Frog Fork


Frog Fork had a good thing going with their winter-hours-only ice cream parlor. And their silent noon whistle, which alerted the workers at the Window Blind Dust Factory (also popular for use on base boards and door frames) that they might be thinking of starting their 8 a.m. shift.

All this came to an end with the unexpected popularity of Mel’s Melted Ice. Workers from nearby Fish of the Woods had to be imported to keep up with demand. Natives were alarmed when the noon whistle was inexplicably made to sound, indicating an actual noon break instead of a time to think of rising from slumber.

By unspoken argument, it was decided that someone must silence the whistle and unmelt the ice.

Fatally flawed heroes being plentiful in Frog Fork, a committee of one was appointed by itself to consider a roster of candidates who did not wish to perform either task. The roster contained a single name written in permanently invisible unreadable ink. Thus free to choose absolutely anyone, the committee became deadlocked after heated discussion; when the vote was tallied, the total was 0 to 0, the committee member having been unable to reach consensus with himself.

Everyone agreed that this was a most satisfactory outcome. Despite this opinion, the whistle sounded the next day, and the ice remained melted.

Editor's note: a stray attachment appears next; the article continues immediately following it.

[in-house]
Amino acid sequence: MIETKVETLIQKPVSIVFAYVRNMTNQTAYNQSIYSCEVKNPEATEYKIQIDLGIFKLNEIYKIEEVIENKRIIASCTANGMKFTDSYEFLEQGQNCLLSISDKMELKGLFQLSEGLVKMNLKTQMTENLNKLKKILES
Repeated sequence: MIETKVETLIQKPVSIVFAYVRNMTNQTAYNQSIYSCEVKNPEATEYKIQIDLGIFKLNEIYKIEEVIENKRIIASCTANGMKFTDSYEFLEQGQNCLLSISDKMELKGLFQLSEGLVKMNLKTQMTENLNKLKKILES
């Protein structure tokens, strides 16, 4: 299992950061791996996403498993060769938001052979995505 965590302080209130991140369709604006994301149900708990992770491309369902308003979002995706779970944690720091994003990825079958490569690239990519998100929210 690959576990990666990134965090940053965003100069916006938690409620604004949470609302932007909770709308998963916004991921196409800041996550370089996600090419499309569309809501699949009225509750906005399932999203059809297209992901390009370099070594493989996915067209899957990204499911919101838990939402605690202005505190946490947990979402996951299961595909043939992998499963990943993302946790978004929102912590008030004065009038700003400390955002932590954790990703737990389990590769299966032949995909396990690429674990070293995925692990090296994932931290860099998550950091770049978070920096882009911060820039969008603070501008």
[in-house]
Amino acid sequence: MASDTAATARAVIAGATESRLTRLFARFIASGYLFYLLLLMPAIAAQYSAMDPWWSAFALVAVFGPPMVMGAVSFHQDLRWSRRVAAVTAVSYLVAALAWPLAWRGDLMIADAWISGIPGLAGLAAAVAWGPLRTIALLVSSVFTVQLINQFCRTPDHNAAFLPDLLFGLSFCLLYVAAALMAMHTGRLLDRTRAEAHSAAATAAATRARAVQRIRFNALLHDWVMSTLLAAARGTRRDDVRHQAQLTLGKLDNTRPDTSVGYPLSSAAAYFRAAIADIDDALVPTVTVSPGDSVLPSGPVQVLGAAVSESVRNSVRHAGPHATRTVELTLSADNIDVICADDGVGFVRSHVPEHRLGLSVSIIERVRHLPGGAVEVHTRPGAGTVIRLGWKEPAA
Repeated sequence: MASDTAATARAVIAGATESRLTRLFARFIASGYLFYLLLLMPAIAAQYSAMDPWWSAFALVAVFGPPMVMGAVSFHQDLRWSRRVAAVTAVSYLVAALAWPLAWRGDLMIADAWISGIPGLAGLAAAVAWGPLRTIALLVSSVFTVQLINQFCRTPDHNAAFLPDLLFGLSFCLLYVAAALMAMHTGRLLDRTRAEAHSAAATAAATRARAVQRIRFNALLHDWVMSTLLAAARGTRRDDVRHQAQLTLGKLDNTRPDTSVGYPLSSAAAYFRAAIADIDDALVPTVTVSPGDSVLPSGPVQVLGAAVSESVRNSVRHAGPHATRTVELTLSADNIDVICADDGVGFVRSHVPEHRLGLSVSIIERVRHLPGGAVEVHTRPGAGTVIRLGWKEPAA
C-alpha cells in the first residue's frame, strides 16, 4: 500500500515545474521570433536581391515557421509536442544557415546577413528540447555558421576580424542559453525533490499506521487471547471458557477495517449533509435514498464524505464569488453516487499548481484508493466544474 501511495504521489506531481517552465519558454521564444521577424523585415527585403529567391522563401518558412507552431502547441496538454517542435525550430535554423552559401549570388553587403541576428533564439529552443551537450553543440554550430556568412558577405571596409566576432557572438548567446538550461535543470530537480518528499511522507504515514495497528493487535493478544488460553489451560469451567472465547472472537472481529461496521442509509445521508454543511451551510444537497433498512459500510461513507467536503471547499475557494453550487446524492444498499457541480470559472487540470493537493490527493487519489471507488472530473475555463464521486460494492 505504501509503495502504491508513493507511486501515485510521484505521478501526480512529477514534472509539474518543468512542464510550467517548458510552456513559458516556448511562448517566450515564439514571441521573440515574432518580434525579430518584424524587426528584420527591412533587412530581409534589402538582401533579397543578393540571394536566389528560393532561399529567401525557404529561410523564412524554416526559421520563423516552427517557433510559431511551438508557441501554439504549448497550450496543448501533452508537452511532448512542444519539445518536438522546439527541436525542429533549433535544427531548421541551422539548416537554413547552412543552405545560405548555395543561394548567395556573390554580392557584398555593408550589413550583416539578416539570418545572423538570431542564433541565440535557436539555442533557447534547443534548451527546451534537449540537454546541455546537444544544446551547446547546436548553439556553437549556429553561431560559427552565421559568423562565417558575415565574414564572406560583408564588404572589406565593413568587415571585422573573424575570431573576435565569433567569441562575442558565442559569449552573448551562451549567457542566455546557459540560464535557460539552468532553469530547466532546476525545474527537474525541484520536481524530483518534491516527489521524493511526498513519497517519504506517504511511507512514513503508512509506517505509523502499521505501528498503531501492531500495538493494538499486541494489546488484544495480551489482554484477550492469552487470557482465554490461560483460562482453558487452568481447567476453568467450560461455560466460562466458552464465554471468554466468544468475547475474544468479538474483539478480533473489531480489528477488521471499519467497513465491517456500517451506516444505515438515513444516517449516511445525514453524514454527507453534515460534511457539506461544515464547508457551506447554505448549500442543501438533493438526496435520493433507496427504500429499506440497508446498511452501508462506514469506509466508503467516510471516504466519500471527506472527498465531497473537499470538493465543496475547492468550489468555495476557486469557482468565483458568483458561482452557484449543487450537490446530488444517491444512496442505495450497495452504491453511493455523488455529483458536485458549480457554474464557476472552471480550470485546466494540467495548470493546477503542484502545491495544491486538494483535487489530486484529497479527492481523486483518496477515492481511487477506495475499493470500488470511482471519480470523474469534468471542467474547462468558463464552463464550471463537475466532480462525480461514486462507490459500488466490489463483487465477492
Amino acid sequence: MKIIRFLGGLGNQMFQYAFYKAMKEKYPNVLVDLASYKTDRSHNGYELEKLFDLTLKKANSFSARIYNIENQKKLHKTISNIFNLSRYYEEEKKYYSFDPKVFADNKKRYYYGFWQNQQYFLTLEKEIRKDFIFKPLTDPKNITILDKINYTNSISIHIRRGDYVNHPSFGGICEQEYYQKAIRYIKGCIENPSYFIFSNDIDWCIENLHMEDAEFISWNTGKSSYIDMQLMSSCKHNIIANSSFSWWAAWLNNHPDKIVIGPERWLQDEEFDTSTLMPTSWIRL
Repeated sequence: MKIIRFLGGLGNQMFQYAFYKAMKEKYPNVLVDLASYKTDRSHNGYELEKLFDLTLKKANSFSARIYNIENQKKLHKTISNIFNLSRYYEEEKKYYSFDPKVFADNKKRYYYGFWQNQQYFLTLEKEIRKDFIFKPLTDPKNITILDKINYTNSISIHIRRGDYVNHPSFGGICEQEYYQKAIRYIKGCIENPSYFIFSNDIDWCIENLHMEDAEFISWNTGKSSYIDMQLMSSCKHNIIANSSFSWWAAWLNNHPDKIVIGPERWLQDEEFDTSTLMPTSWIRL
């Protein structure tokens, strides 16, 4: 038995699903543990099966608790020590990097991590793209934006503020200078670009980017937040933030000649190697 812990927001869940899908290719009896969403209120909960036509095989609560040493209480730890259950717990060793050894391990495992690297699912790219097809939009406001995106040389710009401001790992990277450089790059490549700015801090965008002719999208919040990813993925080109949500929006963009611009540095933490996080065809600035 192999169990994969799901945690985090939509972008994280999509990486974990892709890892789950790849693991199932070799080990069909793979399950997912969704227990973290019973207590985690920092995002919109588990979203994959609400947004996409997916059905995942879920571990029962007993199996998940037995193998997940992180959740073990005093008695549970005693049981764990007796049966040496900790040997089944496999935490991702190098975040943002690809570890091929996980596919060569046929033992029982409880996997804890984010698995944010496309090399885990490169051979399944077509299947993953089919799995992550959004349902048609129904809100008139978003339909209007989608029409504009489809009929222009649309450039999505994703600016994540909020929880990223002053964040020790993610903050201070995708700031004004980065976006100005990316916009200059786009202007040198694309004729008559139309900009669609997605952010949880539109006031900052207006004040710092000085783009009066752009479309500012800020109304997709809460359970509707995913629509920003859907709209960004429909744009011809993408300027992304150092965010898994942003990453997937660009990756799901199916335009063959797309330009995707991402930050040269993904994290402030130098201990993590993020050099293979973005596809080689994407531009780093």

A private investigator for public affairs declared that he would unmelt the ice by himself without any help whatsoever. He demonstrated his ability to do so by gathering a fractious group of individuals who, when instructed to misinform and interfere, offered advice and assistance. In short order and after several days, they decided not to bathe the ice in the output of nighttime solar collectors or daytime moonlight collectors, then proceeded to do exactly that, which nonetheless completely failed to return the ice to its unmelted state.

Everyone was less sanguine about this outcome. Sleep loss had become a serious problem, despite the dispensing of Extreme Sleep Aids (“Now with Energy Boost!”) by the local international chapter of Physicians Within Borders.

By silent disagreement, a celebratory party was scheduled for the following day, and planning for the party was scheduled for the day after that.

In preparation, the newly formed Citizens Without Country (long-time rivals of Physicians Within Borders) undertook the beautification of the recently constructed Town Hallway located centrally on the town’s outskirts. To freshen the exterior without having to actually paint, they poured Ever-Rust Paint into an Exploding Descending Anti-Weather Balloon, tethered the balloon high above the building, and, exhausted by the morning’s work, gave up, and went out to dinner shortly before 10 a.m.

Physicians Within Borders, overstimulated by an excess of sleep medicine and the large balloon bobbing in the breeze, took it upon themselves to one-up their rivals’ preparations. They lengthened the balloon’s tether to tie it in excitingly dangly loops around the artfully exposed underground electrical wires that ran on poles above the street. They decorated the tether and the poles and the loops with shiny cubes of easy-shatter glass. They sprayed mosquito and fly attractant downwind to clear the party area of pests. They filled the Dry Punch bowl. Then they ran out of energy and went home to ingest more sleep medicine.